Preparing for our new online safety duties
We’re looking forward to taking on greater responsibilities for helping people lead a safer life online, and are starting to prepare for taking on this new role and developing relationships with a new set of companies that we haven’t previously regulated.
One of the things we’re thinking about is how our existing approaches to regulation will need to be adapted to meet the new challenges ahead.
Here Camilla Bustani, director, international strategy at Ofcom, gives her insight into our preparations for taking on new powers in this area.
Ofcom already has a wide remit
We oversee a range of very different parts of what constitutes ’communications’ – this includes telecoms, TV and radio services, postal services and how the radio spectrum is used.
Within each of those areas, the regulatory approach we take isn’t necessarily driven by the sector we are looking at – there’s not a ‘postal model’ or a ‘broadcasting model’, for example. Instead, we take an approach based on the regulatory challenge that needs resolving.
We can be flexible in the new approach we take to online safety. For example, we might prescribe a set of rules which set out how regulated firms should act, and monitor their compliance with those. Or, we might publish information so users of these services can make their own minds up and vote with their feet, encouraging firms to respond to consumer pressure. We might establish certain high-level principles and guidance and publish best practice for the industry, to which service providers would be encouraged to sign up.
This is our toolkit when it comes to this new regulatory responsibility. It ranges from very prescriptive models to very light-touch models where industry works – either on an individual or collaborative basis – to set the bar for themselves, based on guidance from us.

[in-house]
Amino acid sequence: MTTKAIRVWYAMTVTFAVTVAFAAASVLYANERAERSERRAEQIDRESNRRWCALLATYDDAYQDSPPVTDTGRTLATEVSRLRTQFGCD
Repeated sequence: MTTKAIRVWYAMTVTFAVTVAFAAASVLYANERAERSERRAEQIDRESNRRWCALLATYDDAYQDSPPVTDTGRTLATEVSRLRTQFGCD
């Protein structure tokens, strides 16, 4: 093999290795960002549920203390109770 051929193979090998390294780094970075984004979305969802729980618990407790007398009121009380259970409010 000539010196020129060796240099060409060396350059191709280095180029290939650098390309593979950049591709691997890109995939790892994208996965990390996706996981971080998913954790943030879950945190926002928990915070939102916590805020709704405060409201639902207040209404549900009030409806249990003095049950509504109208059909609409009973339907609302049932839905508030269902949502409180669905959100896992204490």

How we're preparing for online safety
We recognise that the business models of the online platforms are varied, complex and fast changing. At the same time, these companies were, broadly speaking, born in, and have grown up, fairly free of the kind of regulation they will soon face. A huge amount of what goes on under their bonnets of these organisations has never been looked at closely, and many of these companies have limited or no experience of being regulated.
We know we will need to be nimble and responsive in our approach to regulation, given the ever-innovating nature of these platforms – alongside the evolving expectations and needs of their audiences. The regulatory regime will need to be iterative. To an extent we, and the platforms we regulate, will need to learn on the job about what works and what doesn’t.
We also know we can’t do this on our own. The platforms and companies themselves have just as much of a part to play in this as we do.
This isn’t a question of top-down enforcement from the outset. We’ll step in where and when we need to, but we want the platforms themselves to play a leading role in protecting their audiences. We know this is something they already work on; and we’ll help them to build on this for the future.
In order to achieve this, we will need greater transparency from these companies and platforms – both for us as a regulator, but also for their audiences. This will help to empower users to make informed decisions about their use of online services, and will help us to make sure our work in this areas is targeted, robust, proportionate, and effective.
Furthermore, an international issue needs an international solution. These platforms, and their audiences, are global. So, any regulation needs to operate without borders. We might be leading the way and taking the first steps in this area, but we want other nations to join us on this journey. Without international collaboration any regulatory regime will be far less effective.
We’re also not in the business of censoring debate or stifling freedom of expression. We’re determined to allow these important pillars to remain; they are vital to the success of the platforms and to the people who use them. We have a track record of allowing free speech in our regulation of TV and radio, and we are committed to continuing this in our online work, intervening only when we consider it to be absolutely necessary.
Our future role in this area is significant in scale and scope. It’s daunting, but we’re undaunted, and looking forward to tackling these challenges together.
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